Artificial Intelligence is playing an ever increasing role in the lives of civilized nations, though most citizens probably don’t realize it. It’s now commonplace to speak with a computer when calling a business. Facebook is becoming scary accurate at recognizing faces in uploaded photos. Physical interaction with smart phones is becoming a thing of the past… with Apple’s Siri and Google Speech, it’s slowly but surely becoming easier to simply talk to your phone and tell it what to do than typing or touching an icon. Try this if you haven’t before — if you have an Android phone, say “OK Google”, followed by “Lumos”. It’s magic!
Advertisements for products we’re interested in pop up on our social media accounts as if something is reading our minds. Truth is, something is reading our minds… though it’s hard to pin down exactly what that something is. An advertisement might pop up for something that we want, even though we never realized we wanted it until we see it. This is not coincidental, but stems from an AI algorithm.
At the heart of many of these AI applications lies a process known as Deep Learning. There has been a lot of talk about Deep Learning lately, not only here on Hackaday, but all over the interwebs. And like most things related to AI, it can be a bit complicated and difficult to understand without a strong background in computer science.
If you’re familiar with my quantum theory articles, you’ll know that I like to take complicated subjects, strip away the complication the best I can and explain it in a way that anyone can understand. It is the goal of this article to apply a similar approach to this idea of Deep Learning. If neural networks make you cross-eyed and machine learning gives you nightmares, read on. You’ll see that “Deep Learning” sounds like a daunting subject, but is really just a $20 term used to describe something whose underpinnings are relatively simple.
Continue reading “Wrap Your Mind Around Neural Networks”
When you want a person to do something, you train them. When you want a computer to do something, you program it. However, there are ways to make computers learn, at least in some situations. One technique that makes this possible is the perceptron learning algorithm. A perceptron is a computer simulation of a nerve, and there are various ways to change the perceptron’s behavior based on either example data or a method to determine how good (or bad) some outcome is.
What’s a Perceptron?
I’m no biologist, but apparently a neuron has a bunch of inputs and if the level of those inputs gets to a certain level, the neuron “fires” which means it stimulates the input of another neuron further down the line. Not all inputs are created equally: in the mathematical model of them, they have different weighting. Input A might be on a hair trigger, while it might take inputs B and C on together to wake up the neuron in question.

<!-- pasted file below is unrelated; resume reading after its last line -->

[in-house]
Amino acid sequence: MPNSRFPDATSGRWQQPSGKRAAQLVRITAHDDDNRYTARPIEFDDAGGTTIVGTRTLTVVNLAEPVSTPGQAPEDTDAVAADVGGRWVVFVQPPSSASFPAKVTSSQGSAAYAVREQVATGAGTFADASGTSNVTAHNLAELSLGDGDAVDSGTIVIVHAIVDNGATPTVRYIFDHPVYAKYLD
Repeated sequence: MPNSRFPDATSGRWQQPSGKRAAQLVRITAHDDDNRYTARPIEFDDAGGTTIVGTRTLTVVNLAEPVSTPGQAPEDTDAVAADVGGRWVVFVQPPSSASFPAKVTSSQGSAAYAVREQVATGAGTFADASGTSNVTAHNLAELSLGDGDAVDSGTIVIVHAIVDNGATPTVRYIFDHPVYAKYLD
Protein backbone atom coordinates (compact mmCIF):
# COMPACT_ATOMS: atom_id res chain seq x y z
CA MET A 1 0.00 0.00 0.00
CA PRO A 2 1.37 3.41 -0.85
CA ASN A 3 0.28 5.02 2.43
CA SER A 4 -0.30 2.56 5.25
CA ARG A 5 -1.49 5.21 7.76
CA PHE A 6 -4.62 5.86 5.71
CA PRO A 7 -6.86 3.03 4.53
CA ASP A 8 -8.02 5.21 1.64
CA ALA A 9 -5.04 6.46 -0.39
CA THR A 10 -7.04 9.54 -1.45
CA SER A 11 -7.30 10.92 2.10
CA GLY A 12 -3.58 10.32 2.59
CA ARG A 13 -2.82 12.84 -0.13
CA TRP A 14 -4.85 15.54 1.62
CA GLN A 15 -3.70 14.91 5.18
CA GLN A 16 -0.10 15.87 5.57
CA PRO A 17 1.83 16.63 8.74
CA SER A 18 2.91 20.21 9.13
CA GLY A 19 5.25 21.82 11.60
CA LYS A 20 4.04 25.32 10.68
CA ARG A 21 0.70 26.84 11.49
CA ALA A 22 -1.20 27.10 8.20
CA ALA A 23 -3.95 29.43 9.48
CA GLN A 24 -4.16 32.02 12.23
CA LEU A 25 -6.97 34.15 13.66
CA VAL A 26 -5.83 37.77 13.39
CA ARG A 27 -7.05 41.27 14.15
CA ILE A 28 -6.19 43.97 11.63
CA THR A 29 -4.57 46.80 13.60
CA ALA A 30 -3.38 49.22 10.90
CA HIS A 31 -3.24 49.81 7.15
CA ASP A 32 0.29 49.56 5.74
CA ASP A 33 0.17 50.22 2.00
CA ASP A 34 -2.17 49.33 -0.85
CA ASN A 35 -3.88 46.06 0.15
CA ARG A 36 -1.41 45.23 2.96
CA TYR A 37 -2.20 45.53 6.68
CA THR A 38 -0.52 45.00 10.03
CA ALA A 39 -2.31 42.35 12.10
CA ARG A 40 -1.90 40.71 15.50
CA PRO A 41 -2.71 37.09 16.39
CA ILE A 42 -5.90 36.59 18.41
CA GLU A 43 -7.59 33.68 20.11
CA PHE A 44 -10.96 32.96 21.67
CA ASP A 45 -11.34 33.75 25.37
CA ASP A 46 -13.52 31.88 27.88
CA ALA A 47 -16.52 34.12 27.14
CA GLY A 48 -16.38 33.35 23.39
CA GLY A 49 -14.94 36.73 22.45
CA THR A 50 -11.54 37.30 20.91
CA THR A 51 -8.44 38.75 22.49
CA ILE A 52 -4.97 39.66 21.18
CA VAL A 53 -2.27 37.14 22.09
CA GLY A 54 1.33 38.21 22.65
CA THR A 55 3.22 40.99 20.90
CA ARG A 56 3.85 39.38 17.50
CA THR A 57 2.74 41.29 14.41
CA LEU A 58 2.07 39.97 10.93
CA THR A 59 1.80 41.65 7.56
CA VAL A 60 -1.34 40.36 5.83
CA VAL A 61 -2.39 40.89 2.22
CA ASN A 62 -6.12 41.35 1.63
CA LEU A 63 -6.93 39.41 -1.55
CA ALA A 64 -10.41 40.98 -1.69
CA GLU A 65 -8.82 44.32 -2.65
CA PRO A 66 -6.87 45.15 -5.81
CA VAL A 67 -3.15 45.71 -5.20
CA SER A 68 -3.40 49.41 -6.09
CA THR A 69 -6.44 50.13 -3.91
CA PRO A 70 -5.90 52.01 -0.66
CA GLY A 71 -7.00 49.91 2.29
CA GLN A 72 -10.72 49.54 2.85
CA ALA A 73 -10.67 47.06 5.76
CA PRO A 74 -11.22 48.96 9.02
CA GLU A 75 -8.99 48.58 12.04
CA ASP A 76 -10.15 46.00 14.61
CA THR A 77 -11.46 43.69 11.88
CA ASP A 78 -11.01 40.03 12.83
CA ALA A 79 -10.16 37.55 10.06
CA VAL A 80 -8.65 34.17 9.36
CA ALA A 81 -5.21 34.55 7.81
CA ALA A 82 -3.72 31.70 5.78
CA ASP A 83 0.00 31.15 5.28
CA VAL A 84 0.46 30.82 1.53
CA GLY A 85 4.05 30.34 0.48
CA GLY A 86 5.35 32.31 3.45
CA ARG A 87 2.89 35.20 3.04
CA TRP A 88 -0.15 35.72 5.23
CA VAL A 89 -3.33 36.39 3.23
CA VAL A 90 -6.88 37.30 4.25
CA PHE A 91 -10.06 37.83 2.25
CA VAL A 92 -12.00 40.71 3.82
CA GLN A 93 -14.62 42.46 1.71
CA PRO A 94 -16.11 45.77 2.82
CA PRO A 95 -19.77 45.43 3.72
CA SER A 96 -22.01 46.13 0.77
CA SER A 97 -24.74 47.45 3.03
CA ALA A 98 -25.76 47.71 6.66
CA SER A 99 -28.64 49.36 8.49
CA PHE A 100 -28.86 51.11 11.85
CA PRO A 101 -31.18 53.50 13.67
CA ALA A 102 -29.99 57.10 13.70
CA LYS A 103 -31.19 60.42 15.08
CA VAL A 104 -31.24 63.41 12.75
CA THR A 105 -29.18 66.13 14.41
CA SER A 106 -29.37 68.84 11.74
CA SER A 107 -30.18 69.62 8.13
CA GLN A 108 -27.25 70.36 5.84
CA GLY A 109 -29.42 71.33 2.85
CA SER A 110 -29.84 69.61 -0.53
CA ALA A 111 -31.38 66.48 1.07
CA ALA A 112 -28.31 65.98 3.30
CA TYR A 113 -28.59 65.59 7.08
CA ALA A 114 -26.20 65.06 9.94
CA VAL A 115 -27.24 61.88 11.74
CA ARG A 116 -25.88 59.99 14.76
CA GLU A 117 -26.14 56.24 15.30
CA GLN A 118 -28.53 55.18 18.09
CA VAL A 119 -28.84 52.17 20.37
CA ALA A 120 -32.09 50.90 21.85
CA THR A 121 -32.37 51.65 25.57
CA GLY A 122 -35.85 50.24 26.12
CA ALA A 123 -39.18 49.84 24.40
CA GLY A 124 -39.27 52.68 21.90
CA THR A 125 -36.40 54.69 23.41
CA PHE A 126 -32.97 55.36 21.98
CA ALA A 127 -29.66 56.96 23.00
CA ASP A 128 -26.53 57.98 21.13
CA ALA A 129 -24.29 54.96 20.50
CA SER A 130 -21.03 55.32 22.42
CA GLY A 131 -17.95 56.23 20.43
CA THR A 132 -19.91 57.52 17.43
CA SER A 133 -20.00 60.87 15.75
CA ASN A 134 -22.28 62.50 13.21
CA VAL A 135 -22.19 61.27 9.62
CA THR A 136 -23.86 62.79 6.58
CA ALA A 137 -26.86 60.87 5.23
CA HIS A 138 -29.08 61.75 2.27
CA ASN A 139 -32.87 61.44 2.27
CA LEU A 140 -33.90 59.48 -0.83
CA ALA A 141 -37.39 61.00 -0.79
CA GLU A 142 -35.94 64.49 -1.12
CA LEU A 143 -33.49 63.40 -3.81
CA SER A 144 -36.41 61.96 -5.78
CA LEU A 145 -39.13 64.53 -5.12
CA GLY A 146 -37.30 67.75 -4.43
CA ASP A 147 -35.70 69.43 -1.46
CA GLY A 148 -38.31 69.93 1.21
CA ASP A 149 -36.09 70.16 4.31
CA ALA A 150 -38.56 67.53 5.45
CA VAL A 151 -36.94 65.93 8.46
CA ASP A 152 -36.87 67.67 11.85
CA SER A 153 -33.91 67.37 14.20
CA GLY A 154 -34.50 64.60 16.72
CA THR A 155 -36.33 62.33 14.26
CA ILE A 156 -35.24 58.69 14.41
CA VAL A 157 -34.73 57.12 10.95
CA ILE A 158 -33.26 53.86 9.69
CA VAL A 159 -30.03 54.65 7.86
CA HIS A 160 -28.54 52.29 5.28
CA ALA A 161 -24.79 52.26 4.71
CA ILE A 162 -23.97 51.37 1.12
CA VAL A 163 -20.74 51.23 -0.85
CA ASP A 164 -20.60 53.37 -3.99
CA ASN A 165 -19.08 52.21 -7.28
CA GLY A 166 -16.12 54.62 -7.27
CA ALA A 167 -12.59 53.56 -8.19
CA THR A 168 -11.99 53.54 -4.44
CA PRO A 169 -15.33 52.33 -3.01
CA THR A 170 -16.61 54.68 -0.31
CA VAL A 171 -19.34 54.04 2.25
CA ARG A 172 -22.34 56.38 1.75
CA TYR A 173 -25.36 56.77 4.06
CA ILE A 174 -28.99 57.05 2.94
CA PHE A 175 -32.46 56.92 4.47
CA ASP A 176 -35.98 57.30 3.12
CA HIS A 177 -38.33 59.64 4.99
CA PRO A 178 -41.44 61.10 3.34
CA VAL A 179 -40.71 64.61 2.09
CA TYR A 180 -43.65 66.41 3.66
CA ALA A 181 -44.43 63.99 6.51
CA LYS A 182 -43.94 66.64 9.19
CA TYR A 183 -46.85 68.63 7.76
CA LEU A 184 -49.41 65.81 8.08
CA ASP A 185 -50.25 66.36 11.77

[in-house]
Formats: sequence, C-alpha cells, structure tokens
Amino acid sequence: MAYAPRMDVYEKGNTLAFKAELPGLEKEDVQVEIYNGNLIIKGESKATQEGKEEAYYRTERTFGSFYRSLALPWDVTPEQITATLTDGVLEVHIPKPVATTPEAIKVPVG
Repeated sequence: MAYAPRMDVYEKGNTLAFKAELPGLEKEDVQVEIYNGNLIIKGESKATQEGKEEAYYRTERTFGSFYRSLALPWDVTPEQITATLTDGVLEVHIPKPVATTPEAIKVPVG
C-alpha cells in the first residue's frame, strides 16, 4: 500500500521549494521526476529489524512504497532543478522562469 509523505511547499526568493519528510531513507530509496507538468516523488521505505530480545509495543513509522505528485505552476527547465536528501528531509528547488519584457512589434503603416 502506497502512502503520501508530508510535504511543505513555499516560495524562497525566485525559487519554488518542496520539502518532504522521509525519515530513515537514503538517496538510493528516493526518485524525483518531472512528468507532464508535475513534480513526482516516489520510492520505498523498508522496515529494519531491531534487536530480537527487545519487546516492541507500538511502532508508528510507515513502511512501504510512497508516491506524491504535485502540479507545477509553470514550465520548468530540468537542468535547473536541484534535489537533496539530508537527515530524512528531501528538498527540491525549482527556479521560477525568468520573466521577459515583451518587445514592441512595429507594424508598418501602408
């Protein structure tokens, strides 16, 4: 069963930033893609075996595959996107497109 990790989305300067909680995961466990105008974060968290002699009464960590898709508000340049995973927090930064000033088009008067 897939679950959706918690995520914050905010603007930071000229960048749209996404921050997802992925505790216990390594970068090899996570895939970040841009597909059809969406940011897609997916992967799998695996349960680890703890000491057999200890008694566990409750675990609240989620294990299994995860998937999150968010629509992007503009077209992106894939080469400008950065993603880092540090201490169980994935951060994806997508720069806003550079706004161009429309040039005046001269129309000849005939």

Continue reading “Machine Learning: Foundations”
If one hack that controls amputated cockroach legs this week wasn’t enough for you, we’ve got another.
Earlier this week we saw two neuroscientists at Backyard Brains put on a show at a TED talk by connecting an amputated cockroach leg (don’t worry, they grow back) to a $100 electronic device called the SpikerBox. The SpikerBox allows students to explore the world of axons and action potentials by listening in on the electronic signals generated by the hair on the legs of a cockroach. For the finale for their TED talk, the SpikerBox guys attached an MP3 player to the cockroach leg, causing the now dead appendage to dance a little jig.
This new build – the Salt Shaker from Thinker Thing again allows students to amputate cockroach legs, pin them down with electrodes, and cause muscle contractions with the sound of science. Thinker Thing took this one step further than the neuroscientists at Backyard Brains; now you can control a cockroach leg with your mind.
The folks at Thinker Thing are using an off the shelf EEG system from Emotiv to capture the alpha, beta, and delta brainwaves of their new human test subjects. By interpreting these brain signals, they can convert these small variations in cerebral electrical activity to sound files. From there, it’s simply a matter of plugging in the Salt Shaker and moving a cockroach leg with your mind.
In the video after the break you can check out the folks at Thinker Thing playing around with their Salt Shaker and controlling a cockroach leg with a team member’s mind.
Continue reading “Controlling a cockroach leg with your mind”
Neuroscientists [Tim Marzullo] and [Greg Gage] wanted a way to get kids interested in neuroscience. What they came up with isn’t terribly far from something found in Frankenstein’s lab; by amputating a cockroach’s leg and attaching electrodes, they’re able to listen to the sound of neurons firing. For an even cooler demonstration, they’re able to apply a little bit of current to the leg and make the leg dance to the beat of the Beastie Boys.
The guys published an article in PLOS One and gave a TED talk demonstrating their SpikerBox, as they call their invention, to the masses. The basic idea is to amplify the electricity generated by cockroach neurons firing. By listening in on the neurons with an iPad app, [Tim] and [Greg] can set the threshold of the recording to detect the action potential of an individual neuron, and listen in on exactly what happens when a single neuron fires.
It seems like a great tool to explain the very basics of what a nervous system – and a brain, both cockroach and human – actually is. In the video after the break, you can see [Greg] playing around with individual cockroach neurons. After that, [Greg] plays the Beastie’s High Plains Drifter into the leg making the muscles contract. Truly, The Sounds of Science.
Continue reading “Learning neuroscience with cockroach legs”